New research from Florida State University has revealed that our instincts are actually working to protect us from making mistakes. The team found that signals traveling from the gut to the brain guide our behavior to help us avoid getting into bad situations.
Gut-to-brain signals bounce back and forth along a nerve that wanders throughout our organs called the vagus nerve. This nerve monitors a range of activities in our bodies including hormonal response, heart rate, and digestion.
Neuroscientist Linda Rinaman teamed up with James Maniscalco from the University of Illinois to examine published studies on the link between the vagus nerve and behavior.
“The neuroscience of gut feelings has come a long way in my lifetime,” said Rinaman. “And we are learning more valuable lessons every day.”
The team found that our gut instincts have a major influence on our emotional state and behavior, particularly when we are in a troublesome situation or feel threatened.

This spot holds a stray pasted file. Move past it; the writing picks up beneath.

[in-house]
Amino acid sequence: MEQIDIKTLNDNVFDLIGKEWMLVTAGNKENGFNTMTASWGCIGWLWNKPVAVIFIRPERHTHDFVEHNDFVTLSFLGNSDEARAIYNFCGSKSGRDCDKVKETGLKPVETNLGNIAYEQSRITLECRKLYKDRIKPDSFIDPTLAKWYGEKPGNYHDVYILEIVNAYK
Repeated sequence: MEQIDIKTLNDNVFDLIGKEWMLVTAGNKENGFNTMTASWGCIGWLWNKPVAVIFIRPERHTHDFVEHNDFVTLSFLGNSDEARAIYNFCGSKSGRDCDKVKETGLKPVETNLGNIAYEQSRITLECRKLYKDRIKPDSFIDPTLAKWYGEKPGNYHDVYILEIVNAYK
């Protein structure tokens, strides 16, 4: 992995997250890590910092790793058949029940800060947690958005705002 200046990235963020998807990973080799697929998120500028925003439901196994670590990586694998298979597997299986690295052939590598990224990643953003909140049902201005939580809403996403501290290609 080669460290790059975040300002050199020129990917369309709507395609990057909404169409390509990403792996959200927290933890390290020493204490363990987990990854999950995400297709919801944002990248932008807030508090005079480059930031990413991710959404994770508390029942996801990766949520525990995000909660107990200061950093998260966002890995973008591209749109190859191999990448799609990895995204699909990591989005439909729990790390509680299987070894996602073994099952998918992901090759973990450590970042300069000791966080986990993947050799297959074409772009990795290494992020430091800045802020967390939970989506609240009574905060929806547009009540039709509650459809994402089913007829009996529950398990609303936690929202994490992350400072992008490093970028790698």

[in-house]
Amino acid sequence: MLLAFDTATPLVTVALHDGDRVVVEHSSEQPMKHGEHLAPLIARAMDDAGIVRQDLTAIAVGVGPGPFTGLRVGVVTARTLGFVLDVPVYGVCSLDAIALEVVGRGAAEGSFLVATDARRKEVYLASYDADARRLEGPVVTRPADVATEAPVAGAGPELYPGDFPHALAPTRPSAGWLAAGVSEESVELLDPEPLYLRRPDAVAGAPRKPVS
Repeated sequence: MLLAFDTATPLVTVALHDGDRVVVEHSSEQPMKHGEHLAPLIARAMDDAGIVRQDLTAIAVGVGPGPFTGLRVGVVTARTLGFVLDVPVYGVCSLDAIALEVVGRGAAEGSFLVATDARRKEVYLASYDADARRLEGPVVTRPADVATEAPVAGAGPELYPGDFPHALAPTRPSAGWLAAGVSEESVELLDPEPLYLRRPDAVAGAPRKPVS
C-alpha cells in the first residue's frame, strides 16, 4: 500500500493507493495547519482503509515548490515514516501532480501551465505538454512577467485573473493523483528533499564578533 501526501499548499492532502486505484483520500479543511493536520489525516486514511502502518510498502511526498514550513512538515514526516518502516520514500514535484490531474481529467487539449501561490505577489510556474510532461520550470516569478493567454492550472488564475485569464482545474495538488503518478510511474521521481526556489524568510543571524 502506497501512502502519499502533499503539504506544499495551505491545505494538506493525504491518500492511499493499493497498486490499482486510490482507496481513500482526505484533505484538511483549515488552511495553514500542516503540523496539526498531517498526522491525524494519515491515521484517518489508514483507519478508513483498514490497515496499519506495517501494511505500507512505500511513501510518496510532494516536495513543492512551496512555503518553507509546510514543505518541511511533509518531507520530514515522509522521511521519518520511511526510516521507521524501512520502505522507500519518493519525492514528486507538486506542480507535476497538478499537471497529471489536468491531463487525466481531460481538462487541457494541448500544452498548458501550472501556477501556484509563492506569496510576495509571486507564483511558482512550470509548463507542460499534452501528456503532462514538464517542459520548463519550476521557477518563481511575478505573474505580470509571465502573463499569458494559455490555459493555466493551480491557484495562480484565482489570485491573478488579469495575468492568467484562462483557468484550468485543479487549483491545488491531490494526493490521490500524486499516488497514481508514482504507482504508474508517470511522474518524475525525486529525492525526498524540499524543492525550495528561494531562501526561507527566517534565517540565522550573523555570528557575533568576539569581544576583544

The vagus nerve is part of a complex protective system that guides our decisions, prompting us to re-evaluate a situation or avoid it altogether.
Previous research has provided evidence that an unhealthy diet can obstruct this protective process, leading to altered mood and behavior.
Rinaman explained that the bacterial content of the gut is shaped by our diet and these bacteria have a significant influence on our emotional and cognitive state.
“Evidence shows that modifying the diet, perhaps by consuming probiotics, can impact your mood and behavioral state,” says Rinaman.
“But how does that work? Does it involve the microbiome that you feed in your gut and how those bacteria send signals back to the brain through the vagus nerve? That area of research has exploded in the last few years and, currently, there are many more questions than answers.”
The study is published in the journal Physiology.